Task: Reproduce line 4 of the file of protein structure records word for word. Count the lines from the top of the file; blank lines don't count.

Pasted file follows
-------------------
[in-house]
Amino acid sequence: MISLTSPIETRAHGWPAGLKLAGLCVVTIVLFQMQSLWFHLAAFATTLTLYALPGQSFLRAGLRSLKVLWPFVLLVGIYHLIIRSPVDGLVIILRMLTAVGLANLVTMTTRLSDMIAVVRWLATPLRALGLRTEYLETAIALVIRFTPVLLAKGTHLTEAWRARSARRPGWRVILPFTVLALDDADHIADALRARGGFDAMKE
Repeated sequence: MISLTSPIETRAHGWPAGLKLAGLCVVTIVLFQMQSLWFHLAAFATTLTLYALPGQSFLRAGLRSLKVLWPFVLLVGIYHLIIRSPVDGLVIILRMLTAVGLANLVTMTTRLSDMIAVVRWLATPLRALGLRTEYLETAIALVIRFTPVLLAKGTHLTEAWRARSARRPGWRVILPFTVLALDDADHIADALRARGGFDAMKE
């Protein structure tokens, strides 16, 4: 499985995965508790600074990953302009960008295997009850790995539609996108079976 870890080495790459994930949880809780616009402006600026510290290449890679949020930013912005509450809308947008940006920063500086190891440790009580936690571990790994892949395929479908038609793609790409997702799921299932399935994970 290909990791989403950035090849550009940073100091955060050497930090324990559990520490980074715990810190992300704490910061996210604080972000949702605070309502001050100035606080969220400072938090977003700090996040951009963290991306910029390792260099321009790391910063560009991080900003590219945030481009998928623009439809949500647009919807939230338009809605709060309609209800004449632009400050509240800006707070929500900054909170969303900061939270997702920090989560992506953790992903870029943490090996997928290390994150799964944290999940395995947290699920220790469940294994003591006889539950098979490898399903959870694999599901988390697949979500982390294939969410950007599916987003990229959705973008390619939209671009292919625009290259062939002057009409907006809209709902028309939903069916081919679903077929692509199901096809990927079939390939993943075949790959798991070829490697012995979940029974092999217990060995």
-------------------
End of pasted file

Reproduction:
């Protein structure tokens, strides 16, 4: 499985995965508790600074990953302009960008295997009850790995539609996108079976 870890080495790459994930949880809780616009402006600026510290290449890679949020930013912005509450809308947008940006920063500086190891440790009580936690571990790994892949395929479908038609793609790409997702799921299932399935994970 290909990791989403950035090849550009940073100091955060050497930090324990559990520490980074715990810190992300704490910061996210604080972000949702605070309502001050100035606080969220400072938090977003700090996040951009963290991306910029390792260099321009790391910063560009991080900003590219945030481009998928623009439809949500647009919807939230338009809605709060309609209800004449632009400050509240800006707070929500900054909170969303900061939270997702920090989560992506953790992903870029943490090996997928290390994150799964944290999940395995947290699920220790469940294994003591006889539950098979490898399903959870694999599901988390697949979500982390294939969410950007599916987003990229959705973008390619939209671009292919625009290259062939002057009409907006809209709902028309939903069916081919679903077929692509199901096809990927079939390939993943075949790959798991070829490697012995979940029974092999217990060995």